Slice of Heaven by Dave Dobbyn and Herbs

Every country has a musical act who’s part of the national identity, but who is little known internationally. Australia has Paul Kelly, Canada has The Tragically Hip, and New Zealand has Dave Dobbyn. Beloved songs like ‘Loyal’, ‘Welcome Home’, and ‘Whaling’ have cemented Dobbyn’s place as a national treasure.

Dobbyn, however, wasn’t always national treasure material. In 1984, Dobbyn’s band DD Smash headlined a free concert in Auckland’s Queen Street. Shortly after DD Smash’s set started, the power went off. Some of the 10,000 crowd members started throwing bottles, riot police arrived, and Dobbyn allegedly told the crowd “I wish those riot squad guys would stop wanking and put their little batons away.” The concert was cancelled and the audience rioted, causing $1 million of damage.

Dobbyn started rehabilitating his image with his first solo album, Footrot Flats: The Dog’s Tale; the 1986 soundtrack to the animated film based on New Zealand’s most loved comic strip, Footrot Flats. ‘Slice of Heaven’ is the most well-known song from the soundtrack.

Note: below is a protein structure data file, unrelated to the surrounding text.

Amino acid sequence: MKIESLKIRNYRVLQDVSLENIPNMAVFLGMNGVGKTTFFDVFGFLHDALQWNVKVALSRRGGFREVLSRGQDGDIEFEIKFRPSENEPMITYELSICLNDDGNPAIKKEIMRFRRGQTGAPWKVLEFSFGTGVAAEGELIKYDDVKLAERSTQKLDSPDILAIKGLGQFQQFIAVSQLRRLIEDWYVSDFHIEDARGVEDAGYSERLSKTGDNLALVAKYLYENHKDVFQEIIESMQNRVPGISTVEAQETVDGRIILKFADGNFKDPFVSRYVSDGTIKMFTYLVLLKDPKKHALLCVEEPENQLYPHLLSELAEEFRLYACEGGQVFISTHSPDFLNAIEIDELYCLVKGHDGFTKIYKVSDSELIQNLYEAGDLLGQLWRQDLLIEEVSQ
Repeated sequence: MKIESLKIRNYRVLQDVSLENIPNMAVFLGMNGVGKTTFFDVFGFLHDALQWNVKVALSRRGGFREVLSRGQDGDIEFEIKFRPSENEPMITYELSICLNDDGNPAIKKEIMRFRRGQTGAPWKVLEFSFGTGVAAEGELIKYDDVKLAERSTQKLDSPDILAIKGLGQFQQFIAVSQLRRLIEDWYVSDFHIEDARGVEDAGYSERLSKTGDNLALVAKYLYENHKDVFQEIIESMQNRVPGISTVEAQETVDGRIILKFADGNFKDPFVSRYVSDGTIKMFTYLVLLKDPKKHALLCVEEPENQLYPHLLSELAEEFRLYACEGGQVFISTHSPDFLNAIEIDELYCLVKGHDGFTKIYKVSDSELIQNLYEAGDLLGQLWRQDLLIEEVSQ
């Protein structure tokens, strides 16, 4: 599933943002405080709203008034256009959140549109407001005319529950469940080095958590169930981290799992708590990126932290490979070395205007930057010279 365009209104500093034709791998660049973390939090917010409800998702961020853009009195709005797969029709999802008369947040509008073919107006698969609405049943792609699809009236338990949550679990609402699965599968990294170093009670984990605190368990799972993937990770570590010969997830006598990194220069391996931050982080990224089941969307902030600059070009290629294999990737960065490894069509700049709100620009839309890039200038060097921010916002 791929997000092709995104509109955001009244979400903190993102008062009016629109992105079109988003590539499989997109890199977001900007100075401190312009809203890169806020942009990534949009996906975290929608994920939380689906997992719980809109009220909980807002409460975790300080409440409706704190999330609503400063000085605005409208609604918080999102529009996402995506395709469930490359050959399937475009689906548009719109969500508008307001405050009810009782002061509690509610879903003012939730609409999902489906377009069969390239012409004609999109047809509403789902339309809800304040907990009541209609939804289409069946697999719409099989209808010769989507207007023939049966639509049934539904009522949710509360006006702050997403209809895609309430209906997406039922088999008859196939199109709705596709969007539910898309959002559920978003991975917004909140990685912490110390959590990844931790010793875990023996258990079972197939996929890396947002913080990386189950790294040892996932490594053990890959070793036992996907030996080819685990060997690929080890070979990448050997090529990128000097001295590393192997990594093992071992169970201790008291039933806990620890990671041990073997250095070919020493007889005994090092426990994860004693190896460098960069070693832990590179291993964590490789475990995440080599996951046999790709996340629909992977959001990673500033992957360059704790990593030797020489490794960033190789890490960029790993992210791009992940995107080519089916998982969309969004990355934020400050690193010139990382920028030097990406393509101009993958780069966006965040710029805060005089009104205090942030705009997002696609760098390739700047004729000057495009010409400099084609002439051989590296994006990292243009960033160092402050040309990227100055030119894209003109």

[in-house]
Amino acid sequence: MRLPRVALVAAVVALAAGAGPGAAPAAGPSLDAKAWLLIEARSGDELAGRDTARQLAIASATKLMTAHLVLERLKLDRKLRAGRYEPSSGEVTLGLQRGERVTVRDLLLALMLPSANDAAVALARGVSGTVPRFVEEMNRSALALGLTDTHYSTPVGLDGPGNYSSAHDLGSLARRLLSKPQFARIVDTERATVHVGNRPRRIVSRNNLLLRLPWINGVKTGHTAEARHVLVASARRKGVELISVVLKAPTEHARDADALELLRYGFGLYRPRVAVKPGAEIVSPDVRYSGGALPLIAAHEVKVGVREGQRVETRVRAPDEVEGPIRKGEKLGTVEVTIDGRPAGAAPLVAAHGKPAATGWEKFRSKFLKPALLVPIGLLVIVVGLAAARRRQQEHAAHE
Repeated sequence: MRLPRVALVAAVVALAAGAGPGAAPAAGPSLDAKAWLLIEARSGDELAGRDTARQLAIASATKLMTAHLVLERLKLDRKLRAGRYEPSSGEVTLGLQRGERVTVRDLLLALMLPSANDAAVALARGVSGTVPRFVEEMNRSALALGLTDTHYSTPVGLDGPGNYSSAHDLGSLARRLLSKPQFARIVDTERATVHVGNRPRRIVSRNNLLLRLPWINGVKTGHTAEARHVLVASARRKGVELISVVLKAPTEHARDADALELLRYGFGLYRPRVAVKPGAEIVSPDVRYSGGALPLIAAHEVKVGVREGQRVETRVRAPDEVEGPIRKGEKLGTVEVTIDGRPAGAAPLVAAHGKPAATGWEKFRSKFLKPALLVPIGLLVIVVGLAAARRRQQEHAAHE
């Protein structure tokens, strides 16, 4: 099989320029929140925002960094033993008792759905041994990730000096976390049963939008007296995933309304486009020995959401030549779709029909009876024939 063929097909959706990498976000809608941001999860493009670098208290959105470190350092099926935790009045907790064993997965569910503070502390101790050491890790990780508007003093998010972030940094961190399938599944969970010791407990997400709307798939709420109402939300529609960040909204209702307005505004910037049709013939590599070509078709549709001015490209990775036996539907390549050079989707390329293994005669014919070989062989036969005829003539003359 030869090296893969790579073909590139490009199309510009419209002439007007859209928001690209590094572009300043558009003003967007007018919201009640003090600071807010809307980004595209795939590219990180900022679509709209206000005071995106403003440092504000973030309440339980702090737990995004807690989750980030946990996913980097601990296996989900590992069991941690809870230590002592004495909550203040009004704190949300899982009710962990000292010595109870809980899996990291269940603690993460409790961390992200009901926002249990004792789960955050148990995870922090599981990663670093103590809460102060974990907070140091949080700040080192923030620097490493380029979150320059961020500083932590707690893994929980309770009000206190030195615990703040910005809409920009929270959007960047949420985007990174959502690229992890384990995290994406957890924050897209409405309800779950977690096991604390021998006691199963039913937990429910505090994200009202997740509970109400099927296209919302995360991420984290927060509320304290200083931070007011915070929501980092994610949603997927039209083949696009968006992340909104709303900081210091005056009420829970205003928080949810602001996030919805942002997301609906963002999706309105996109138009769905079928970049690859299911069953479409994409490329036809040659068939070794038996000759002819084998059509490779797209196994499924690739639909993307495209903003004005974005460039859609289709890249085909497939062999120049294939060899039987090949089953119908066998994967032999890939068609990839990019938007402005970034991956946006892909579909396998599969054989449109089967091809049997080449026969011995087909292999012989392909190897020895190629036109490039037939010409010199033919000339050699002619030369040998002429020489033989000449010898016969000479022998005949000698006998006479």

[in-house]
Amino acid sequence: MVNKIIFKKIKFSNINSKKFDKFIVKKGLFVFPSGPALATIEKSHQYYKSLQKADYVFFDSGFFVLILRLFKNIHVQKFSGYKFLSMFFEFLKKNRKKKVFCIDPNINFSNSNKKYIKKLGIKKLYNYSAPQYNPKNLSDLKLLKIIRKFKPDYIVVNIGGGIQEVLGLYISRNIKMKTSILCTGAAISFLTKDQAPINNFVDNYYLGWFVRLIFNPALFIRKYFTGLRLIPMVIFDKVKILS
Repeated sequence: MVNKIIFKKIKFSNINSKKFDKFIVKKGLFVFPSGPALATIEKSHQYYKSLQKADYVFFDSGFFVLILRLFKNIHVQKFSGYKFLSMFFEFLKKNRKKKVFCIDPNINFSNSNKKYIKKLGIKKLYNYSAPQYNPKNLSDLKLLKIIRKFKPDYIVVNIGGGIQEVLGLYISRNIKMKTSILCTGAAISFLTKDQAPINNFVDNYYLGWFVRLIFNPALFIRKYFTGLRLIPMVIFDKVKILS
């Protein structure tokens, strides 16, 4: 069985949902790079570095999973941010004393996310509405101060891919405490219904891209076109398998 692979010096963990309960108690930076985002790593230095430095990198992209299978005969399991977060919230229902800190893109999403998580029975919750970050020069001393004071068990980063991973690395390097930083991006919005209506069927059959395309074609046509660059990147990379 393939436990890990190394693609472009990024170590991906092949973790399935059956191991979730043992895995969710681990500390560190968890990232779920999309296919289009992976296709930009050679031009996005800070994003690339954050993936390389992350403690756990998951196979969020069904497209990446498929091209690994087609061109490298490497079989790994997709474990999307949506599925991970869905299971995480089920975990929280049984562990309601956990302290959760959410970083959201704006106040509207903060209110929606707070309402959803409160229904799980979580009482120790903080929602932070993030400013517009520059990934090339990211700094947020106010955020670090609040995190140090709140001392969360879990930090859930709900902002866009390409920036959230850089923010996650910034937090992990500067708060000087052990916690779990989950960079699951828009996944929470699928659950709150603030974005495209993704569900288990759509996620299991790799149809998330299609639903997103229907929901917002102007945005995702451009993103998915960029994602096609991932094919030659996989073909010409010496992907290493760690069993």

Dobbyn streamlined his sound for the 1990s, and it’s easy to forget how creatively bizarre some of his 1980s arrangements were. The combination of a synthesised Japanese flute (made with an E-mu Emulator II) and the Polynesian backing vocals of the band Herbs gives ‘Slice of Heaven’ an utterly unique sonic palette.

Murray Ball, who drew Footrot Flats, and John Clarke, who voiced Wal Footrot, have both passed away recently, but Dobbyn’s still around and is still New Zealand’s songwriter.

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  1. Dave Dobbyn’s songs are brilliant. Melodic , passionate and with great lyrics. Live, he’s mesmerising. Check out his back catalogue. He’s a bit like Dylan, or Mark Knopfler, in that has he has so many beautiful songs/ recordings so many are not aware of.

    • I have a bit of his stuff – I really like his three 1990s albums, plus I have the Footrot Flats soundtrack and the compilation that covers the 1980s with the mullet on the cover. I’ll cover them sometime. Not so familiar with his stuff from the 21st century. Thanks for writing in!

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